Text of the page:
Thursday, 17 March 2011

Happy St Patrick's Day!

If you're celebrating, enjoy! I'll be saving my celebration until tomorrow when I'll open a bottle of wine and enjoy an end of week chill out.

Thanks to for the following info all about St Patrick.

Many folk ask the question 'Why is the Shamrock the National Flower of Ireland?' The reason is that St. Patrick used it to explain the Holy Trinity to the pagans. Saint Patrick is believed to have been born in the late fourth century, and is often confused with Palladius, a bishop who was sent by Pope Celestine in 431 to be the first bishop to the Irish believers in Christ.

Saint Patrick was the patron saint and national apostle of Ireland who is credited with bringing christianity to Ireland. Most of what is known about him comes from his two works, the Confessio, a spiritual autobiography, and his Epistola, a denunciation of British mistreatment of Irish christians. Saint Patrick described himself as a "most humble-minded man, pouring forth a continuous paean of thanks to his Maker for having chosen him as the instrument whereby multitudes who had worshipped idols and unclean things had become the people of God."

Saint Patrick is most known for driving the snakes from Ireland. It is true there are no snakes in Ireland, but there probably never have been - the island was separated from the rest of the continent at the end of the Ice Age. As in many old pagan religions, serpent symbols were common and often worshipped. Driving the snakes from Ireland was probably symbolic of putting an end to that pagan practice. While not the first to bring christianity to Ireland, it is Patrick who is said to have encountered the Druids at Tara and abolished their pagan rites. The story holds that he converted the warrior chiefs and princes, baptizing them and thousands of their subjects in the "Holy Wells" that still bear this name.

There are several accounts of Saint Patrick's death. One says that Patrick died at Saul, Downpatrick, Ireland, on March 17, 460 A.D. His jawbone was preserved in a silver shrine and was often requested in times of childbirth, epileptic fits, and as a preservative against the "evil eye." Another account says that St. Patrick ended his days at Glastonbury, England and was buried there. The Chapel of St. Patrick still exists as part of Glastonbury Abbey. Today, many Catholic places of worship all around the world are named after St. Patrick, including cathedrals in New York and Dublin city

Why Saint Patrick's Day?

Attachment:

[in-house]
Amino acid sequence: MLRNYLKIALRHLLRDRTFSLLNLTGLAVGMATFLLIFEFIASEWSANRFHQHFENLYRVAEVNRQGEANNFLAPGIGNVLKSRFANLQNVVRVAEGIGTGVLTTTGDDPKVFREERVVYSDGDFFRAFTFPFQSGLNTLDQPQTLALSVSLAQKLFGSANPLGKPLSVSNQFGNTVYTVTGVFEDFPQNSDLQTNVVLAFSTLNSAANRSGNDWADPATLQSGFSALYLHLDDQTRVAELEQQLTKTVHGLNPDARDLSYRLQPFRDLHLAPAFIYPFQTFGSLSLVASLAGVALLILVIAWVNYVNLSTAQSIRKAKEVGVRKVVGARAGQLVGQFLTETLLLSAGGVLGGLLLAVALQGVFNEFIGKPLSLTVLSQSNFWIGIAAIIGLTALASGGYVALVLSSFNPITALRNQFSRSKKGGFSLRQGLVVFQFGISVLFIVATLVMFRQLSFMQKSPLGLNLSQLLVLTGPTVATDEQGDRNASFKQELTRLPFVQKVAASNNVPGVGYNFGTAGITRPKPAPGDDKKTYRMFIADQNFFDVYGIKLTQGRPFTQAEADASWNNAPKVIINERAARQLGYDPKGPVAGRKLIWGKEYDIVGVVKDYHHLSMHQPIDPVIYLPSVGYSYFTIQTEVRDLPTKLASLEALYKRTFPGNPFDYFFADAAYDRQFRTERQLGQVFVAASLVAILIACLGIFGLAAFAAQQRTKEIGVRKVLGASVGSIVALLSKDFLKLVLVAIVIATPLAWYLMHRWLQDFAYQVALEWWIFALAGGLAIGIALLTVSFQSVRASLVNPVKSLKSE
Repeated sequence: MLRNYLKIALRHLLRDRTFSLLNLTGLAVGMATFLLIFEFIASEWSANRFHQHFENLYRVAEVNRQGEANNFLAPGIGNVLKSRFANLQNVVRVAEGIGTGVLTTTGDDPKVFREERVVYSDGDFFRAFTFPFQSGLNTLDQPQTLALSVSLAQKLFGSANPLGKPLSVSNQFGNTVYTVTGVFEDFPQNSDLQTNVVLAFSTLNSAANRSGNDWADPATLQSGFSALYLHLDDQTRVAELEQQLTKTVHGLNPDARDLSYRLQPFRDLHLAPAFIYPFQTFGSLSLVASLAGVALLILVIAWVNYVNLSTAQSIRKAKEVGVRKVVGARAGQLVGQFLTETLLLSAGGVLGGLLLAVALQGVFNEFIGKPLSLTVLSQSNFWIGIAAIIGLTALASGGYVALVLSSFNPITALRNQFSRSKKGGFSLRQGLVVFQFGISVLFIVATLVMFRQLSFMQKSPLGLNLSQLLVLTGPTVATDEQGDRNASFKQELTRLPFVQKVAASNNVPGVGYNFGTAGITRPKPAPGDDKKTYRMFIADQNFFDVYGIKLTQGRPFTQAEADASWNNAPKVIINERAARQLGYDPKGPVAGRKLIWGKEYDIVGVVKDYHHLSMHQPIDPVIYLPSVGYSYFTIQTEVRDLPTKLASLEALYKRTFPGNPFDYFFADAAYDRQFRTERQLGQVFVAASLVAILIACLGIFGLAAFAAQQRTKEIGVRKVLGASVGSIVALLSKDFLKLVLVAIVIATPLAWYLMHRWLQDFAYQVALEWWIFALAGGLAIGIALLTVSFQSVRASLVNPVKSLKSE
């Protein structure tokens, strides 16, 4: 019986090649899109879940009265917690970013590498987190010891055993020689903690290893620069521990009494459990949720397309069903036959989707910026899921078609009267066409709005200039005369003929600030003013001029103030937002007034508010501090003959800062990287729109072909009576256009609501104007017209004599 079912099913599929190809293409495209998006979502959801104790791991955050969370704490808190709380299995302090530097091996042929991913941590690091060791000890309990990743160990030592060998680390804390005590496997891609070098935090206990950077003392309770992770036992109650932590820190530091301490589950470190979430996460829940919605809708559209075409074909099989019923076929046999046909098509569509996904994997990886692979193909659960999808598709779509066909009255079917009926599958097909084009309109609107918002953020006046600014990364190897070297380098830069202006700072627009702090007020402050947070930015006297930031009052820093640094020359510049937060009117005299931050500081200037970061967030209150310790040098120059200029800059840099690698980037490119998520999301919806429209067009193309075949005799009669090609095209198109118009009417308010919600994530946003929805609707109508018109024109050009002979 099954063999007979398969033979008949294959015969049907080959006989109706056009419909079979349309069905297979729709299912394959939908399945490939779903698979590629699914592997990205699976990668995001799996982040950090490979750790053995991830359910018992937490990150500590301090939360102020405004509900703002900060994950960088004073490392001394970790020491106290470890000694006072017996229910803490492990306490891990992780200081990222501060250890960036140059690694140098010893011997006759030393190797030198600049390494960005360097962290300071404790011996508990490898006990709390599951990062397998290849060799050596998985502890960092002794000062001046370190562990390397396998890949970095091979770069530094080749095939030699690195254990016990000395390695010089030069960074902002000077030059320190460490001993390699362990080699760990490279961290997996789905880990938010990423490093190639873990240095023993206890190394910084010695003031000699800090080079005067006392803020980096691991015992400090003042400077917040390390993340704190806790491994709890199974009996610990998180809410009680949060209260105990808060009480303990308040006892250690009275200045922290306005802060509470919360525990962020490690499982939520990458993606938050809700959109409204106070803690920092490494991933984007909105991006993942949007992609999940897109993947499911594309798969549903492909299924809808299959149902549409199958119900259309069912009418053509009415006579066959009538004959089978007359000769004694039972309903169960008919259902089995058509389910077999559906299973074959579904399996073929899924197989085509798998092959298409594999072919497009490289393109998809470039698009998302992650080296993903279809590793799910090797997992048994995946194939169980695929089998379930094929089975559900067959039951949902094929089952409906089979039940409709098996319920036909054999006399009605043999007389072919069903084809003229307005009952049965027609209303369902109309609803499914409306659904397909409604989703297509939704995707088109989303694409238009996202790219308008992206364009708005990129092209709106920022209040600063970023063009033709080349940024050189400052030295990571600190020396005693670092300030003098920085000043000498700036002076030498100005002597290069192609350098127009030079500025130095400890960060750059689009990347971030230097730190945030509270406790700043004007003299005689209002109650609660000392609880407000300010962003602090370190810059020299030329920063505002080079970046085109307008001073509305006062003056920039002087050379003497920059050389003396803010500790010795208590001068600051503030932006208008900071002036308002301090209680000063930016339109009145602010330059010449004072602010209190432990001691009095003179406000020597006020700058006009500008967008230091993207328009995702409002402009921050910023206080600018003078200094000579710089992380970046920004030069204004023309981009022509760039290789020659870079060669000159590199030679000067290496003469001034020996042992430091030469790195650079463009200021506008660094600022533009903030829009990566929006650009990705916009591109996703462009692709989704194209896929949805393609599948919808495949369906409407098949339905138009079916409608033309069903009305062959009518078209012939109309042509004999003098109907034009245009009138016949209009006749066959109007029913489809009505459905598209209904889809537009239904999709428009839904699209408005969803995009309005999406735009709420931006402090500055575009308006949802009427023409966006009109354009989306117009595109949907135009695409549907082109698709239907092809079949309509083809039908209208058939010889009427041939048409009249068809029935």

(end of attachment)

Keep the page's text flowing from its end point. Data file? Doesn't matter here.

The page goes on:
Saint Patrick's Day has come to be associated with everything Irish: anything green and gold, shamrocks and luck. Most importantly, to those who celebrate its intended meaning, St. Patrick's Day is a traditional day for spiritual renewal and offering prayers for missionaries worldwide.

So, why is it celebrated on March 17th? One theory is that that is the day that St. Patrick died. Since the holiday began in Ireland, it is believed that as the Irish spread out around the world, they took with them their history and celebrations. The biggest observance of all is, of course, in Ireland. With the exception of restaurants and pubs, almost all businesses close on March 17th. Being a religious holiday as well, many Irish attend mass, where March 17th is the traditional day for offering prayers for missionaries worldwide before the serious celebrating begins.

In American cities with a large Irish population, St. Patrick's Day is a very big deal. Big cities and small towns alike celebrate with parades, "wearing of the green," music and songs, Irish food and drink, and activities for kids such as crafts, coloring and games. Some communities even go so far as to dye rivers or streams green!

Saturday, 12 March 2011

Lovely Weekend

It's so good to get to the end of the working week, and I always feel like a Gladiator must when surviving the lions one more time!

It's always a mixed week; diversity in all things is a major part of my job.

We did our best - as a team of 15 - to become rich this week by having a go of the Euromillions. But, despite seeing two full rainbows in one afternoon and having 3 (yes 3!) black cats crossing my path on the way home from the supermarket last night, I remain a pauper along with my workmates.

Today, as a poor person, I'm having a lovely day. A bit of laziness, then some housework, and now homemade pannini pizzas, nachos and dips, and three Peruvian beers!

Hope you're all having a great one too!

Monday, 7 March 2011

Keep On Running

It's Monday again. They come around quickly, and the weekends are getting shorter!

I had a great weekend though. It started with a chat with Sue on Skype, and a nice bottle of Sainsburys House Merlot. The very best way to start any weekend.

Yesterday I went for a run and took hubby Keith with me. The weather was glorious; sunny and crystal clear skies. However, it was bitterly cold and we had to run with gloves on, which seemed strange. My ears were so cold they were throbbing. I think I need ear muffs!!

Now another week starts and I have lots of plans. I'll continue working on my script. It's coming along nicely and is a welcome diversion from work.

Hope everyone has a great week. If you want, you can post here on my blog about what you have planned for this week. I'd love to hear.

Wednesday, 2 March 2011

Sarah Millican

For those who don't know of her, Sarah Millican is a brilliantly funny comedian with the most delightful Geordie accent. She's a woman who's lived life and been through things we all have, and she talks about them with candour and great humour.

I'm going to see her tomorrow night at a local theatre, so will write a review after.

Tonight I'm catching my breath after a busy day and looking forward to the weekend.

What is everyone doing this weekend? Answers please on my blog if possible and not the Facebook link (means your posts are visible to people who don't have Facebook).

Whatever you're doing, have a brilliant one!!